Move to close doors
I am absolutely amazed this council has made this decision to lock up the town hall to save one job after all the hundreds and thousands of pounds it wastes each year on ‘crackpot’ total waste of money schemes (Gazette, February 3).
During a break in my career I was fortunate to work at the town hall.
Several decades ago, it was an absolute pleasure working there; the cleaning staff polishing the beautiful oak staircase and the white imposing statue of Queen Victoria.
It was then one of the most imposing entrances to any building, certainly in Lancashire.
With the floral displays, the old staff and certainly the then council leader Tom Percival would turn over in their graves at this idea.
I worked for the town hall keeper at the time Mr Jack Hay who along with his wife, lived in the flat at the top of the town hall and ran all the daily meetings with clockwork precision.
There was always a list up of which meetings were going on in the various rooms.
I never ceased to be amazed at the gasps when the various people and dignitaries came through the town hall doors for the first time.
I consider myself very lucky that I was using the entrance and staircase many times each day and was on speaking terms with ‘Victoria’.
Imagine closing this jewel in Blackpool’s crown to save a few quid each week.
Shame on you Simon Blackburn.
For my own small part, it was a dream job of which I learned so much off the people I met and the great councillors and colleagues.
I could indeed write a book.
Not forgetting, the people passing through and up the beautiful staircase to the weekly Mayor’s Parlour, which was held on a Saturday morning with of course a free bar, which served up to 100 people each Saturday, of which I will say no more.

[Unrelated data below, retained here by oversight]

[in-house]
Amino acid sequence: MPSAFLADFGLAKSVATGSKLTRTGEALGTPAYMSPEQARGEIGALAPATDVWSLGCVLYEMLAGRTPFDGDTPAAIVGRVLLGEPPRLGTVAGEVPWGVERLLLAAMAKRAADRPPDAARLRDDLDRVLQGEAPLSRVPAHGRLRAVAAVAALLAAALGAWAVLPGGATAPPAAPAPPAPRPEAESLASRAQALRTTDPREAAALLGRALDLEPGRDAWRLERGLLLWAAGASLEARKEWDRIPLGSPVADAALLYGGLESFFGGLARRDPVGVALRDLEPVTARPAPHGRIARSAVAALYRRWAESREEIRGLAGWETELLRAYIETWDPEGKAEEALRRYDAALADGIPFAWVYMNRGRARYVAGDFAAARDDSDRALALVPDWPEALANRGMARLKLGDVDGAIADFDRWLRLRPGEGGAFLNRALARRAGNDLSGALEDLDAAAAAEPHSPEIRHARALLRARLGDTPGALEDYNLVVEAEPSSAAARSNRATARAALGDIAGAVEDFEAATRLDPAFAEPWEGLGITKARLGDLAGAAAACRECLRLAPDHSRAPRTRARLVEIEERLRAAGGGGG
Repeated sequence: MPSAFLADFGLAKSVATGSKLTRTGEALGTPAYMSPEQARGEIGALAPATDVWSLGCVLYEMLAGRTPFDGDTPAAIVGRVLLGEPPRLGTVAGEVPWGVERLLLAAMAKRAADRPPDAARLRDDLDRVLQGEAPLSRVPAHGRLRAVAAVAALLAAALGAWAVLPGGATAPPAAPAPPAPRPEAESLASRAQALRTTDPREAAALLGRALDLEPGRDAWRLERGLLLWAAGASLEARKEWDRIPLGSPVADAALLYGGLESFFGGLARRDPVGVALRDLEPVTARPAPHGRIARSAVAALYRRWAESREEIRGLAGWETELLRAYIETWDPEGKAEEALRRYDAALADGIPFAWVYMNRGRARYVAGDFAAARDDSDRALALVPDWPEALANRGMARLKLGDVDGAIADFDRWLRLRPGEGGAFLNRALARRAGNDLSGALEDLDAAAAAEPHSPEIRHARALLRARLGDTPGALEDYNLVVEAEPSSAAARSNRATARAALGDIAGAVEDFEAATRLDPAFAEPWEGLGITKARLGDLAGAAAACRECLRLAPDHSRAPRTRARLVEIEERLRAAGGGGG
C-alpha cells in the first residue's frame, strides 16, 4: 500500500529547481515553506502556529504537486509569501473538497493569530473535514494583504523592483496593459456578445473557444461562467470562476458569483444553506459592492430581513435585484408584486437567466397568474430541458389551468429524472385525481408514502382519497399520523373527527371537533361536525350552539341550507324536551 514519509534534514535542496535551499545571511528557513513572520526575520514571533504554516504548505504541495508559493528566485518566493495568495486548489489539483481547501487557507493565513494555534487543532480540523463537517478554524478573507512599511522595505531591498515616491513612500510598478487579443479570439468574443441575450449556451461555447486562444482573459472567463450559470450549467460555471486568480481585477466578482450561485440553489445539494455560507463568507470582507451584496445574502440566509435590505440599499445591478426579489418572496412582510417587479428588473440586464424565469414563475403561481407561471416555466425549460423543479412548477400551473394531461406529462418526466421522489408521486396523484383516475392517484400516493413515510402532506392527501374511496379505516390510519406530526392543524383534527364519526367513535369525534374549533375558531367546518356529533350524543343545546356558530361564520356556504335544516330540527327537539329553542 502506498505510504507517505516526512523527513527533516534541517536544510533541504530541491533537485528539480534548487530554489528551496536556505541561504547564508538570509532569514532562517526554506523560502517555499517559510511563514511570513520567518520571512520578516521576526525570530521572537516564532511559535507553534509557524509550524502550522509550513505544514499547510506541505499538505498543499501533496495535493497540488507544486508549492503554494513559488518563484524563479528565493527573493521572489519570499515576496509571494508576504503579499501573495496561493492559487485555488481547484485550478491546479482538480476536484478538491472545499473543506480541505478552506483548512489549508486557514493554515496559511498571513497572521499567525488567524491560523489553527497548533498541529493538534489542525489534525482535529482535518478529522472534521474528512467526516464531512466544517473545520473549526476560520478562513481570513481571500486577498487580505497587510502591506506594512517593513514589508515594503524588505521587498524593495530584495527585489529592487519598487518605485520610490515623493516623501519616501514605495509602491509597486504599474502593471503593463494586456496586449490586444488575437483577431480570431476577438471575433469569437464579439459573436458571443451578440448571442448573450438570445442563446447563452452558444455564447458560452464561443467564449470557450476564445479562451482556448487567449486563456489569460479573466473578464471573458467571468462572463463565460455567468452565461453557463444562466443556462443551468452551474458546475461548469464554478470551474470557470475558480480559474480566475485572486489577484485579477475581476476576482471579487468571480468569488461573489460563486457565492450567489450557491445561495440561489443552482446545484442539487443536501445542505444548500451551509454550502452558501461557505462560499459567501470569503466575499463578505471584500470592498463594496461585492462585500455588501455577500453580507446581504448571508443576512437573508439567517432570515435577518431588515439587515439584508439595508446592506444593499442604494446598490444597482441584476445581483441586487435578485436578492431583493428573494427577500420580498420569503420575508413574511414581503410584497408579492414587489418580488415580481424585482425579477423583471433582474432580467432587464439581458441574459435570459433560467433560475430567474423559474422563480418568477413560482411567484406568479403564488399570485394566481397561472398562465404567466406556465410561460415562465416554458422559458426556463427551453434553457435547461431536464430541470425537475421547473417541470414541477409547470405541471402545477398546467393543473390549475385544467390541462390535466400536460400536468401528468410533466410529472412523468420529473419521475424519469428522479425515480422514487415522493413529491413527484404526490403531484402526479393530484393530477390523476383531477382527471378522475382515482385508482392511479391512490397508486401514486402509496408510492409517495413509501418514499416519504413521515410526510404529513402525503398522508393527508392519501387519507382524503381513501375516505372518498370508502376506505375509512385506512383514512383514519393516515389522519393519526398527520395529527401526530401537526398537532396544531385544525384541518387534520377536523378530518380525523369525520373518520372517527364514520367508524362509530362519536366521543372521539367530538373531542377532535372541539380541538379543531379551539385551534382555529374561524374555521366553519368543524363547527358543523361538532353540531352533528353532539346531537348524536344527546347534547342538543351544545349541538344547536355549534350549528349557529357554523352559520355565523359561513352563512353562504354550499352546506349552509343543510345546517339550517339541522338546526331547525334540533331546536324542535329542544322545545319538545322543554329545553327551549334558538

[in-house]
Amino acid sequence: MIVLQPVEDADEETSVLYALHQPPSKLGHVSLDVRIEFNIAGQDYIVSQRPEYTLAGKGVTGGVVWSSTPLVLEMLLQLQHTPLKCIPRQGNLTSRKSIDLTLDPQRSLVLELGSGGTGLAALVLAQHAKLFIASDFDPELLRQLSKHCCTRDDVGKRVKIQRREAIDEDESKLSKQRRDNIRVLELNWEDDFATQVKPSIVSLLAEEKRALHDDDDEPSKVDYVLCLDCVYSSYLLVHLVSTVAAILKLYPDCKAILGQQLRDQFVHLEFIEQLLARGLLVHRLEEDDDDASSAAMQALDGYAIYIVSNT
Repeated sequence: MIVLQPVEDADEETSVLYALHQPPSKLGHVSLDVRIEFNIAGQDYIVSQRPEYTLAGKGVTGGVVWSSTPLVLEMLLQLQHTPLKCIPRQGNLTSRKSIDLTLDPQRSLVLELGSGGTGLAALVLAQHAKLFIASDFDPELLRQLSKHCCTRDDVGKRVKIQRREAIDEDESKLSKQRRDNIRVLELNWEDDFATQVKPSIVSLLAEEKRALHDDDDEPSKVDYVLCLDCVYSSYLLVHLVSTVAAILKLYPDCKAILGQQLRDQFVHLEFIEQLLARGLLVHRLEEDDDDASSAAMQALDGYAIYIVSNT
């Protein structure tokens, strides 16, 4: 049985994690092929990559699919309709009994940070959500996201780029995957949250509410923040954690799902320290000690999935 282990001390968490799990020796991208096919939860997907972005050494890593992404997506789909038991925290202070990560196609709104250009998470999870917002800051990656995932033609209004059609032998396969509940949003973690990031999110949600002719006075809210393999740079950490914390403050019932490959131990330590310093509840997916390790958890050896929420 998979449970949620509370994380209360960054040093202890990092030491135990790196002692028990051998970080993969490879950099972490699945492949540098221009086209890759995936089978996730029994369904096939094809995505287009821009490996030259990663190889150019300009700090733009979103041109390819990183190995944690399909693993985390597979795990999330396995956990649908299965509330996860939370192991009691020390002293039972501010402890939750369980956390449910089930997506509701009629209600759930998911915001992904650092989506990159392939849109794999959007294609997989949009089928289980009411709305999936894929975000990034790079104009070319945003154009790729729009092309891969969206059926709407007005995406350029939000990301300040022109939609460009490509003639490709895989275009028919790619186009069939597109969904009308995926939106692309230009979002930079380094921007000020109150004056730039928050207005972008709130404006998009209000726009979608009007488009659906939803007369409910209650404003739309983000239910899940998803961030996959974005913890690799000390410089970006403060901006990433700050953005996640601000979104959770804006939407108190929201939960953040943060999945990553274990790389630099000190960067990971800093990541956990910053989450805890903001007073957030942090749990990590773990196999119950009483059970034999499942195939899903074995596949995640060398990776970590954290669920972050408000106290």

Great, great memories. It was a job I would gladly dust off my black suit, white shirt and bow tie and do for nothing again.
St Walburgas Road
Wilfred Owen, who visited Blackpool twice while stationed in Fleetwood in November 1916 in order to purchase a trench coat, is regarded as the greatest war poet of all time.
He is internationally renowned, and after Shakespeare, is our most studied poet, yet as the world commemorates the centenary of the outbreak of the First World War, his Military Cross medal for which he was decorated for his bravery remains missing believed stolen.
The Wilfred Owen Story Museum in Birkenhead, where Owen spent two thirds of his short life, is appealing for anyone with information regarding the medal’s whereabouts to contact them.
Founder of The Wilfred Owen Story Dean Johnson says, “Someone must know where this medal is, and in this significant and poignant time, almost a hundred years since Owen was awarded the MC, it would be a wonderful and symbolic gesture to return it.
‘Many soldiers’ medals have left their original families’ safekeeping, but now as the significance of the these sacred artefacts is being realised some collectors have shown great compassion and returned them to the relatives of the decorated soldier.
‘What a gesture it would be to restore Wilfred’s to his family.”
Anyone with information please contact Dean Johnson via the website www.wilfredowenstory.com
The Wilfred Owen Story
34 Argyle Street, Birkenhead
Cash for fracking
So, central government is going to hand over millions of pounds to local and county councils to facilitate the push to fracking for gas.
Well if our councillors think they are going to be awash with dosh for their pet projects.... I’ve got news for them.
What the Government giveth, the Government taketh away.
There will be no extra in the council coffers because the Local Services Support Grant will be reduced accordingly.
I read about a special church service held annually to commemorate Joseph Grimaldi in Holy Trinity Church in East Dalston, London, when all the clowns attend in costume and make up.
Do we have a similar annual church service here in Blackpool to commemorate our very own Charlie Cairoli?